Markets closed down today:
▼ Dow: -0.19 percent
▼ Nasdaq: -0.29 percent
▼ S&P: -0.31 percent
▼ Gold: -0.34 percent to $1,702.61 an ounce
▲ Silver: +0.10 percent to settle at $31.73
▼ Oil: -1.06 percent
Markets were down today because:
The steep losses were slowed down Wednesday as the stock market regained a little confidence, a day after one of its biggest sell-offs of the year. Indexes ended with slight losses after the Federal Reserve said the U.S. economy still needs support.
The Dow Jones industrial average closed down 25.19 points at 13,077.34, a day after one of its worst drops this year.
The Standard & Poor's 500 index fell 4.36 points to close at 1,408.75 while the Nasdaq composite index fell 8.76 points to 2,991.70.
Lower corporate revenue and expectations for the rest of the year drove the Dow down 243 points Tuesday, its third-biggest drop this year. DuPont, 3M, UPS and Xerox all reported lower sales than a year ago.
The market flitted between small gains and losses for much of the day. Indexes started to fade after 2 p.m., after the Fed repeated its assessment that the U.S. economic recovery remains modest at best.
At the end of its latest two-day meeting, the Fed said the economy is still expanding at just a "moderate pace" and that it needs time to see whether a new bond-buying effort launched in September will spur economic growth and new hiring.
Third-quarter earnings reports have mainly disappointed investors. The Dow has risen just one day in the last five, a gain of two points on Monday. It lost 205 on Friday following poor results from Microsoft, General Electric and McDonald's.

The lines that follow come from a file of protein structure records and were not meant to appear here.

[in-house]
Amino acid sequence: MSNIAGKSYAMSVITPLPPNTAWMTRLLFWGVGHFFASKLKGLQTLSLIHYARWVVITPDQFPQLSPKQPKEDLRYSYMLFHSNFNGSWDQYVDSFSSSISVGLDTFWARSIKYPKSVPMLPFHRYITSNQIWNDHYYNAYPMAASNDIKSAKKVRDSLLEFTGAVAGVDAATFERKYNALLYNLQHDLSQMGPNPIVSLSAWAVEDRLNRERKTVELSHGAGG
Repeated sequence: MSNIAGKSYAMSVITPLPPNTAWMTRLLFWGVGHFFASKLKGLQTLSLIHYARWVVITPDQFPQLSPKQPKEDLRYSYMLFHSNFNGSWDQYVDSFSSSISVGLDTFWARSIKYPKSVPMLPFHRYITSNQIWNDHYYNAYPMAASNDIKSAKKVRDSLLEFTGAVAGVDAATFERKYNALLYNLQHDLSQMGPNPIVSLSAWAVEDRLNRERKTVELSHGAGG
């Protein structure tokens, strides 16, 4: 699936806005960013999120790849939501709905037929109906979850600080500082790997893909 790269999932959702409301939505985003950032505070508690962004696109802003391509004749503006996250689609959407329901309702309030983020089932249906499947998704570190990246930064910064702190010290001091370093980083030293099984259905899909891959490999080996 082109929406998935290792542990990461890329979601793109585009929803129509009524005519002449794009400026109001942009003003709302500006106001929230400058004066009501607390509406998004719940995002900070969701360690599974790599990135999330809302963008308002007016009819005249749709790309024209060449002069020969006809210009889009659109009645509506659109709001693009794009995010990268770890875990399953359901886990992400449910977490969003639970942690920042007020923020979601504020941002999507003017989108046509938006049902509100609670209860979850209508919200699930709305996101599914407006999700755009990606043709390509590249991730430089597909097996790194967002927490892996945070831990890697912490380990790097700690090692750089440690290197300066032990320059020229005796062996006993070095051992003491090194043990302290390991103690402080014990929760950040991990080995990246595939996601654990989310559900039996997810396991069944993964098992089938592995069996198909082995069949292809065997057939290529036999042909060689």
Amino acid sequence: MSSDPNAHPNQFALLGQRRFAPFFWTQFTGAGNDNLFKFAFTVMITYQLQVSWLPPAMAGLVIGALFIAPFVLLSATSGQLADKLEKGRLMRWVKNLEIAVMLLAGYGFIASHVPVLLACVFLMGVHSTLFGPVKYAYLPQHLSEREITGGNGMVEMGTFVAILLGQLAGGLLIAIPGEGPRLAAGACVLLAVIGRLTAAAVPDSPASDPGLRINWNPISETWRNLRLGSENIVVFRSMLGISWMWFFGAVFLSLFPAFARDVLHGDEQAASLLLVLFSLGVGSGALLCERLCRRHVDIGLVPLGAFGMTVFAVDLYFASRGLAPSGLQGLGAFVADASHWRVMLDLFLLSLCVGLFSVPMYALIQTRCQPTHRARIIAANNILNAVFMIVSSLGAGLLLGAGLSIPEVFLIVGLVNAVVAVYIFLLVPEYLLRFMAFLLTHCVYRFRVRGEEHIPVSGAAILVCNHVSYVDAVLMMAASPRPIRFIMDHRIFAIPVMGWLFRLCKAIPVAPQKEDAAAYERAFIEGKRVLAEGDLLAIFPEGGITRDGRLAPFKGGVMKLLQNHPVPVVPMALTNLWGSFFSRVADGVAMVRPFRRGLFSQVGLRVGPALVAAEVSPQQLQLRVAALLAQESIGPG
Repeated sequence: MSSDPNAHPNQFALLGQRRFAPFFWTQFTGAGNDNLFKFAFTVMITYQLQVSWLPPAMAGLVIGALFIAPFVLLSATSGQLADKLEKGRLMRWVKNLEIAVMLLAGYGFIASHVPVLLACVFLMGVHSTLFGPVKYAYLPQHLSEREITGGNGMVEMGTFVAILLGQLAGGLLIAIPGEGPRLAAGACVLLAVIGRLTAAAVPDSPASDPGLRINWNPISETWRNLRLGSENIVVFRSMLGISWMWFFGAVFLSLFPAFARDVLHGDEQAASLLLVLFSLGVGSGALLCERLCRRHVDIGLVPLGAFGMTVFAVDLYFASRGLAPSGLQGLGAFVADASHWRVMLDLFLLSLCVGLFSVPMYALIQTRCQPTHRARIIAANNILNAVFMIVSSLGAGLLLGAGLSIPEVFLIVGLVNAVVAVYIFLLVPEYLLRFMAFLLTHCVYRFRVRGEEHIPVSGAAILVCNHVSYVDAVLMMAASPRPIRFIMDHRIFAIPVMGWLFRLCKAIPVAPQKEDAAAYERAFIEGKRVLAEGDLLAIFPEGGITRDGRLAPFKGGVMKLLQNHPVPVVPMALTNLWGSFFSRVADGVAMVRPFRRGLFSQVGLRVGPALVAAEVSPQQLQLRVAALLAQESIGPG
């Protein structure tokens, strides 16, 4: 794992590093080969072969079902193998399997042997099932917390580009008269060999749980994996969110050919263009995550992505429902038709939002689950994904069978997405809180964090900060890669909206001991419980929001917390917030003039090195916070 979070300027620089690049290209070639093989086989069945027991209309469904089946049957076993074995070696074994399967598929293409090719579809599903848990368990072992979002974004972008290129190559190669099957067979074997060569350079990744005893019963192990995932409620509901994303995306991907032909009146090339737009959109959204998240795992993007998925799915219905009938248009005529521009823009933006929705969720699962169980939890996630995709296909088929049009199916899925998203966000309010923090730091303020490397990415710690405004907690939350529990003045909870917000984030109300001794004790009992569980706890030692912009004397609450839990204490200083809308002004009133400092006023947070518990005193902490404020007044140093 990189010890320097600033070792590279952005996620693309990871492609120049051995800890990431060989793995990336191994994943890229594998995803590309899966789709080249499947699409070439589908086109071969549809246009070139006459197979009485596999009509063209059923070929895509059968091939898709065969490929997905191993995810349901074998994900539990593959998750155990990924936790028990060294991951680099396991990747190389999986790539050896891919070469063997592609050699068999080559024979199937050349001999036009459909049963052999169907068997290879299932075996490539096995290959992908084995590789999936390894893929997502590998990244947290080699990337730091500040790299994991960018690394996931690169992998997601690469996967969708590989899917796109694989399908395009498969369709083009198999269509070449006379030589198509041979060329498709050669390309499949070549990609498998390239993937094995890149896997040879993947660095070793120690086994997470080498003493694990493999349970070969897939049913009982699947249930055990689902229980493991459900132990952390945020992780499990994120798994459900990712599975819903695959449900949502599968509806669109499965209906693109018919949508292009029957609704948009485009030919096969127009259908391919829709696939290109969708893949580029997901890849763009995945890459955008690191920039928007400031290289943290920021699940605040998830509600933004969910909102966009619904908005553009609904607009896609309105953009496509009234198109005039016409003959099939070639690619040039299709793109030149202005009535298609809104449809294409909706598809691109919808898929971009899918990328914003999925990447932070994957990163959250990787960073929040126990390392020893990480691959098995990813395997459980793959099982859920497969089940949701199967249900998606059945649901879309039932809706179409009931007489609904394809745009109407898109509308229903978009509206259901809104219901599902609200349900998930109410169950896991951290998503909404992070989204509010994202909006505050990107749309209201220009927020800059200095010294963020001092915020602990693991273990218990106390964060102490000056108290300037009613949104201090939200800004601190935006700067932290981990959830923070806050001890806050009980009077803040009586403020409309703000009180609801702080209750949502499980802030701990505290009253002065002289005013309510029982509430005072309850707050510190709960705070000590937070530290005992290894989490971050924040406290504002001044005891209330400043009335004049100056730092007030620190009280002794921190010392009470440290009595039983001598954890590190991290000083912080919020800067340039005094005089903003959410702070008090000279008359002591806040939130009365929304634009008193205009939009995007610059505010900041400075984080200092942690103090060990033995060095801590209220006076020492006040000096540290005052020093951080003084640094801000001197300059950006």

The latest batch of earnings reports wasn't as dire, and there was the occasional piece of encouraging news.
Facebook had its best day since its stock market debut in May. The company said late Tuesday that 14 percent of its advertising revenue came from mobile devices, allaying some investor concerns.
The social network's stock soared $3.73 to $23.23, a jump of 19 percent. Facebook has swung widely since its IPO at $38, and has traded as low as $17.55.
AT&T, which is part of the Dow average, said it added the fewest wireless customers since 2003, far behind Verizon Wireless. AT&T's results still managed to beat the estimates of financial analysts. AT&T slid 29 cents to $34.71.
A measure of manufacturing in China, the world's second-largest economy after the United States, improved this month to a three-month high. China's white-hot economic growth has been slowing.
Homebuilder stocks gained after the Commerce Department reported that sales of new homes jumped last month to the highest level in more than two years. Toll Brothers rose 70 cents to $35.25 and D.R. Horton rose 32 cents to $21.41.
Prices for U.S. government bonds inched lower, sending yields up. The yield on the benchmark 10-year Treasury note edged up to 1.79 percent from 1.76 percent late Tuesday.
The Associated Press contributed to this report.